More than 40 citizens and civic leaders addressed the Montgomery County Council last week during a five-hour marathon forum on County Executive Charles W. Gilchrist's proposed housing policy for the county.

Formulated in response to increasing housing prices and the resulting displacement of middle- and low-income families, the policy contains plans for providing moderately priced and publicly funded housing.

The public forum was the last of two meetings sponsored by the council to elicit community opinion.

Most of the speakers agreed with the general intent of the policy -- to encourage construction of affordable housing -- but took issue with one or more of the guildelines.

Pressed for time, council members stuck strictly to business. Instead of the characteristic banter, a nod of thanks and a few questions followed most pronouncements.

"Your mettle is about to be tested," Kemp Mill Civic Association president Joel Schor warned council members. "Will we see established a truly fair housing policy and thereby take a powerful swipe at the causes of urban poverty, or will we end up with business as usual, which too often has meant the marriage of builders, developers, political party wheelhorses and county officals pursuing private ends?"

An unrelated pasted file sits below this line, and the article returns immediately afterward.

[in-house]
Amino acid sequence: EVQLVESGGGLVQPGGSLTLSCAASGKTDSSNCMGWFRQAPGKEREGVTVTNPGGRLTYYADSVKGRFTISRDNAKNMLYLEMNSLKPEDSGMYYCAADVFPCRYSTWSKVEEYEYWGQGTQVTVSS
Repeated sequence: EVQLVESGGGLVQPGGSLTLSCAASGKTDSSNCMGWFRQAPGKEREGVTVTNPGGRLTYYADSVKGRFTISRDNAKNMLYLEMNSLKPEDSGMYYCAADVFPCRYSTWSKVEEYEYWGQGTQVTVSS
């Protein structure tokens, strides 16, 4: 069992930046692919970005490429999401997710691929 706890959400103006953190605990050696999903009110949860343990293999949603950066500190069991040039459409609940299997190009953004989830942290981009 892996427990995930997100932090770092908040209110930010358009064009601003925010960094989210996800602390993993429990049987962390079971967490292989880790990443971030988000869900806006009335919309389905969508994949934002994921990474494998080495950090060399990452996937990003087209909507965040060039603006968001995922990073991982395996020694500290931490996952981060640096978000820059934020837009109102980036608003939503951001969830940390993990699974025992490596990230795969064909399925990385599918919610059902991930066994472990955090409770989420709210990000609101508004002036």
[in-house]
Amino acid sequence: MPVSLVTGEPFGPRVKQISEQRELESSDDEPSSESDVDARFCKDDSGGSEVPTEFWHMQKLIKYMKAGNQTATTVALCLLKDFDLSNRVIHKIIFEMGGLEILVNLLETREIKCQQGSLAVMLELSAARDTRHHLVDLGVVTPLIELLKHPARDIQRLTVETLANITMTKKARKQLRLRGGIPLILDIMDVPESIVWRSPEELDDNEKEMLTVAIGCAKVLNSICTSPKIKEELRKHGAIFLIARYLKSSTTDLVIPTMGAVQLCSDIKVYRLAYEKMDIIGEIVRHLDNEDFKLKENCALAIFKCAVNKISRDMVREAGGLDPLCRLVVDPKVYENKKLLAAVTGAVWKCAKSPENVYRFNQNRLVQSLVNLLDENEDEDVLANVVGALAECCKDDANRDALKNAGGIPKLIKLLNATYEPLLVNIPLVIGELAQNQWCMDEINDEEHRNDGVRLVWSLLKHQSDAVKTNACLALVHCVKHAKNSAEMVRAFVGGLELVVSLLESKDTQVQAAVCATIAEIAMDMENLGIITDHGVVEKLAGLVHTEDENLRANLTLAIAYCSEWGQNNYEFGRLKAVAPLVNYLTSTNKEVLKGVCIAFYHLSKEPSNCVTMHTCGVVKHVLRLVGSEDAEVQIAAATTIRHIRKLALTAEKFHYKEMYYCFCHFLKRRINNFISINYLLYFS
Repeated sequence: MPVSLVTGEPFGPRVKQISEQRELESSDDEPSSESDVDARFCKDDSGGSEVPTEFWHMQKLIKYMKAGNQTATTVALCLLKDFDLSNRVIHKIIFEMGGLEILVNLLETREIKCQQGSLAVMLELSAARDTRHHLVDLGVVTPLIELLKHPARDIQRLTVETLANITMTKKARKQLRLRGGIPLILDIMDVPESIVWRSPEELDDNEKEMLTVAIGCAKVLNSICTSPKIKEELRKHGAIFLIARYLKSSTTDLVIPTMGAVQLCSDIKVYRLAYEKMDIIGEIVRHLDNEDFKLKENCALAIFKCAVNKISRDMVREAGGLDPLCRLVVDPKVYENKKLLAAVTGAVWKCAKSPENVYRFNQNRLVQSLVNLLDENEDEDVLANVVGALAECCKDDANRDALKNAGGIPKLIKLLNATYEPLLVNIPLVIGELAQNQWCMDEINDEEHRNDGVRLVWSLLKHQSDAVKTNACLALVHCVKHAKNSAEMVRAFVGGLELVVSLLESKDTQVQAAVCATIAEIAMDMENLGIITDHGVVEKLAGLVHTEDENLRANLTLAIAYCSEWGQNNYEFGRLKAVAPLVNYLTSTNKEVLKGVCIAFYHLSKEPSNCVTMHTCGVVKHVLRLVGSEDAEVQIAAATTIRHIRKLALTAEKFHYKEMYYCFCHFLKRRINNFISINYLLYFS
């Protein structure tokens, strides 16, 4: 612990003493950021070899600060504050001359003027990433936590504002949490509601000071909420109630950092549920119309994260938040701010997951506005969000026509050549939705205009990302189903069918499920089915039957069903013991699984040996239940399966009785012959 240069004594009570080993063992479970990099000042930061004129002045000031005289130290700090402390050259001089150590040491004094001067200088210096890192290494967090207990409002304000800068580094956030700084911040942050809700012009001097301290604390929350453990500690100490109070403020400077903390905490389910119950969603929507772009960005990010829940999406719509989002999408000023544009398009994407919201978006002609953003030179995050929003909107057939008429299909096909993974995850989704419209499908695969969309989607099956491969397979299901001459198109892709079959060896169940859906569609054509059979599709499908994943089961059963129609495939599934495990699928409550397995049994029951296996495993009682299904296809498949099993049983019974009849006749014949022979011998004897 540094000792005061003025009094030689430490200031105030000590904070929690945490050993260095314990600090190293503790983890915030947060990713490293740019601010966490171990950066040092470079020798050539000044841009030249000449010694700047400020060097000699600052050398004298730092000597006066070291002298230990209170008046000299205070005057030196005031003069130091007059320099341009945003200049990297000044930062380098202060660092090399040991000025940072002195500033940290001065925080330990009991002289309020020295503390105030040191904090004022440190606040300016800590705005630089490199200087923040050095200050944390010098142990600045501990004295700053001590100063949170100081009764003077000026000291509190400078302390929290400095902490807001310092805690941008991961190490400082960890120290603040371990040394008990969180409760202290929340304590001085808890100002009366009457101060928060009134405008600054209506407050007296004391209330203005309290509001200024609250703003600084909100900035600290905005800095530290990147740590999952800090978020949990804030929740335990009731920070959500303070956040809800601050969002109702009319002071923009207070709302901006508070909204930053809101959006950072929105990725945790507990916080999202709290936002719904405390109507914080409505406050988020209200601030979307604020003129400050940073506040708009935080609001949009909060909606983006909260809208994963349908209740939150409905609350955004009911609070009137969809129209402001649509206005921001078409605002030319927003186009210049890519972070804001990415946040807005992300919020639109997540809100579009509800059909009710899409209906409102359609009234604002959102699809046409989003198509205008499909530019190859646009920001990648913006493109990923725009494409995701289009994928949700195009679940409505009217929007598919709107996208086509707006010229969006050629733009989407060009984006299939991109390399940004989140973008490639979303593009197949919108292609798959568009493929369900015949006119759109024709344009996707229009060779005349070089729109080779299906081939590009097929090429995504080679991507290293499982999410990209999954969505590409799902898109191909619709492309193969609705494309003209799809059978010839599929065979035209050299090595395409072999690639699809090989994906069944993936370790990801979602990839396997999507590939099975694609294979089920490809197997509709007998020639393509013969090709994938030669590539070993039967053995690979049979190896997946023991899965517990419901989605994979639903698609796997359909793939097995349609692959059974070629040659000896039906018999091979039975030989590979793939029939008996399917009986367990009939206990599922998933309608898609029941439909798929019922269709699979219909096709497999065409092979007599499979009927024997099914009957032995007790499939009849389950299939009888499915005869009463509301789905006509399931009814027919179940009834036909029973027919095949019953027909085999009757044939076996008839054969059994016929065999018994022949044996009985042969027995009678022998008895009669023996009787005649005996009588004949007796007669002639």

Speaker cited as an example of unmet promises the failure of a council resolution last year to scatter public housing throughout the county.

Sligo-Branviews Civic Association president Eileen Cotter complained that low- and moderate-income areas still share an unfair proportion of public housing.

County housing surveys support her view.

Potomac, the wealthiest area in the county, has only 5.7 percent of the assisted housing. Silver Spring and Gathersburg, which have two of the county's lowest median incomes, have 10.8 percent and 14.2 percent, respectively.

The new housing policy, if approved by council, would encourage construction of public housing in more affluent areas and limit building in areas that already have numerous units.

County officials were warned earlier in the day that their efforts might be hindered by liberal policies that permit extensive public involvement in shaping zoning regulations, and are one of the major causes of the public housing imbalance.

Low-income housing expert Peter O'Connor told a gathering of county officials that the plan's success depended on a restructuring of zoning policies.

"The plan looks great," O'Connor said, "but if residents are allowed to oppose increased density zoning it will be a failure."

One example suporting O'Connor's contention was the defeat in January of a move to build 60 units of assisted housing on open land in Potomac, About 1,000 residents at a public hearing insisted the land was needed for soccer fields. The council agreed and defeated the proposal by a 6-1 vote.

In addition to demands for balanced distribution of low-income housing, speakers asked the council to take a closer look at accommodations for the elderly, mentally disturbed and physically handicapped.